The Brazilian ‘Internet Bill Of Rights’ and online infringement of IP Rights

by | May 8, 2018 | Articles, Criminal, Digital, Intellectual Property

On April 23, 2014, Brazilian President Dilma Rousseff sanctioned into law (Federal Law no. 12,965/2014) a bill of rights for Internet users, known as the “Marco Civil da Internet”, which establishes principles, guarantees, rights and duties related to the use of the Internet in Brazil. The law enters into force in the end of June and is a first-of-its-kind: developed collaboratively after almost three years of virtual debates and public consultations, it adopts the net neutrality and aims to guarantee freedom of expression to the country’s Internet users.

The present article analyzes how the Marco Civil will affect the enforcement of intellectual property rights against online infringements. Specifically, it discusses: a) the provisions that impose mandatory user data retention by Internet service providers (ISPs) and Internet application providers; b) the disclosure of stored user data to interested third parties; and c) the liability of ISPs and Internet application providers for third parties content.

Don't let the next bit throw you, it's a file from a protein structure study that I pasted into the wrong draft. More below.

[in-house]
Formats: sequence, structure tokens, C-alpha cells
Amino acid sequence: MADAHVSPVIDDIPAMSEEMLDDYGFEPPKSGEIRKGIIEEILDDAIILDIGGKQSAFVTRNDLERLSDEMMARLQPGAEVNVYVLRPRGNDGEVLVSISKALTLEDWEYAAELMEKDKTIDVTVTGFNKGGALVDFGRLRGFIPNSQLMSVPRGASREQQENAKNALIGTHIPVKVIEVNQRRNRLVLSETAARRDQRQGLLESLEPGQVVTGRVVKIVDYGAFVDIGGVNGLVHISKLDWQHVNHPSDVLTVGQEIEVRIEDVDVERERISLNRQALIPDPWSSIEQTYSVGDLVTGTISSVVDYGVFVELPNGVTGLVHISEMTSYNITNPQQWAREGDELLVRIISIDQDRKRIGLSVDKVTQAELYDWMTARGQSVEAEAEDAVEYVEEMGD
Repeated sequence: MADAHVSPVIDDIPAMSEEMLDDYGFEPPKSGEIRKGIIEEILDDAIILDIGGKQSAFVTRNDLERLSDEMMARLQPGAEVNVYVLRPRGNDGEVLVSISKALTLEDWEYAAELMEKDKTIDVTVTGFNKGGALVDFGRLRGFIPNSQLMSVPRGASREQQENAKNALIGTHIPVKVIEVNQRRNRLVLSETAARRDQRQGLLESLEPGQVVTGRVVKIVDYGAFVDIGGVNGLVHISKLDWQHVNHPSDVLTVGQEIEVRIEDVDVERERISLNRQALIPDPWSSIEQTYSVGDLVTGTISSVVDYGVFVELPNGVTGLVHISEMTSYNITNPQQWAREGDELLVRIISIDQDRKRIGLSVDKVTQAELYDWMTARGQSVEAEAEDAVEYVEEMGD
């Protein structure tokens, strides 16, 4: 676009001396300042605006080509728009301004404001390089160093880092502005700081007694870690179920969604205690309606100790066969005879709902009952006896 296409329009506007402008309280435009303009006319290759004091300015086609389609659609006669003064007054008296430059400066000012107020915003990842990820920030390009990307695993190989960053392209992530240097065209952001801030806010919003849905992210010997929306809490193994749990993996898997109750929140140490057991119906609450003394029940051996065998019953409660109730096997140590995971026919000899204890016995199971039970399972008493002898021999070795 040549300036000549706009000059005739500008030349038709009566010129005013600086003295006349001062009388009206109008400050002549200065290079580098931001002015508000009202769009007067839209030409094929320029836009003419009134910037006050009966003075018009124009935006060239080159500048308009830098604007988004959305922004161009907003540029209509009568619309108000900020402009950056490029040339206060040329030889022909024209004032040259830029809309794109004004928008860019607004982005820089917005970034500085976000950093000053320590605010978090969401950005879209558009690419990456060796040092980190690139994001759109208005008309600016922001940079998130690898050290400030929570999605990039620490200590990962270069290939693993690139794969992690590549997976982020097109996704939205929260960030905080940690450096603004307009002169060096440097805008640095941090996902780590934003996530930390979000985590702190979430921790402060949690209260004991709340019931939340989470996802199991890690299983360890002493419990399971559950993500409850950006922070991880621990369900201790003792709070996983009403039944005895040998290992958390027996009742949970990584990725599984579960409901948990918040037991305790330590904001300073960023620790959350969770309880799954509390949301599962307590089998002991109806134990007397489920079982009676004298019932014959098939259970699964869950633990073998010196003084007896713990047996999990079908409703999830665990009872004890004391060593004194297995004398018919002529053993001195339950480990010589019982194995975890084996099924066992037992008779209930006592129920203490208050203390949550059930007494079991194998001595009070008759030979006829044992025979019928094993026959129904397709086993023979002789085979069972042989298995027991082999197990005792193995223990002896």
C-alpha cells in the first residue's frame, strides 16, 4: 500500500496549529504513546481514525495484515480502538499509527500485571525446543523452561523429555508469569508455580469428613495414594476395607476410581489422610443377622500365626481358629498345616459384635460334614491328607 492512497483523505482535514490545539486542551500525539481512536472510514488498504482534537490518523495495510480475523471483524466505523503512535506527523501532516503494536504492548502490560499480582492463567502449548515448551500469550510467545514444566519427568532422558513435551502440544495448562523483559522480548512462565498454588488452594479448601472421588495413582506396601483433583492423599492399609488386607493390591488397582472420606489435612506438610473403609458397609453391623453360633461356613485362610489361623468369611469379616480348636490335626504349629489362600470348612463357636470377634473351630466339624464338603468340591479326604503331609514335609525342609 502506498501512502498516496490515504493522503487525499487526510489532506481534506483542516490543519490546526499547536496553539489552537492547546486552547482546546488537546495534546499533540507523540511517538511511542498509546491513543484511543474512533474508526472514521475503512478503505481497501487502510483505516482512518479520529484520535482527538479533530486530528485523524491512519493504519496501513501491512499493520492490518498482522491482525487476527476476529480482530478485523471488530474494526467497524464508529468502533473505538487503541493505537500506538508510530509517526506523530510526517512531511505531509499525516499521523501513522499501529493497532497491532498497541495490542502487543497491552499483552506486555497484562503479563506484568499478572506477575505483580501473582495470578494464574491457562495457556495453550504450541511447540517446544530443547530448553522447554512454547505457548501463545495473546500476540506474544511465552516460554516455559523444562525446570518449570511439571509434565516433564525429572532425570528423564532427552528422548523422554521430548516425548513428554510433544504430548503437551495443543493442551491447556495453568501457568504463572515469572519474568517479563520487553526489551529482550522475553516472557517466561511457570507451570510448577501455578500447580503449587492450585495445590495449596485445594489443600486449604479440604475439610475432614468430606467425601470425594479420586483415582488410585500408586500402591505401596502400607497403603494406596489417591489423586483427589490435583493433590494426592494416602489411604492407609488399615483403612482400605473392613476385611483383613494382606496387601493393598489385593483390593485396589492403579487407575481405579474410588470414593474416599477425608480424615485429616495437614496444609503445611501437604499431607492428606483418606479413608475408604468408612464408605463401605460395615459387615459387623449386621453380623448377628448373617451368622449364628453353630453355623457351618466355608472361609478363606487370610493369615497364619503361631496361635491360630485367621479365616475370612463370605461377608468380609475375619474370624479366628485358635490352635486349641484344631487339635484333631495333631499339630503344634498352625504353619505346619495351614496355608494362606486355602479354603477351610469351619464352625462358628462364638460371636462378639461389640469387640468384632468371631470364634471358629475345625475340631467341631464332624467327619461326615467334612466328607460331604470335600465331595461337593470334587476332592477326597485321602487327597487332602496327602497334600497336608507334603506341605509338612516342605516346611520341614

The former Brazilian law did not regulate the collection and treatment of user data nor the liability of ISPs and Internet companies for third parties content. Despite the absence of written norms, some precedents had built the case law.

In this sense, Brazilian courts had affirmed that ISPs should store Internet access logs and application providers should collect and secure user data and application access logs for at least three years, as stated in the recent case of REsp No. 1398985/RJ, decided by the Superior Court of Justice.

Regarding the disclosure of collected user data, courts had understood that the constitutional rights to intimacy and to the secrecy and inviolability of private communications should not include the collected data that leads to the identity of Internet users (as IP addresses). Thus, it had been said that it was not necessary for an aggrieved party to file a court action in order to access such user data (e.g., Habeas Corpus 83.338/DF, decided by the Superior Court of Justice).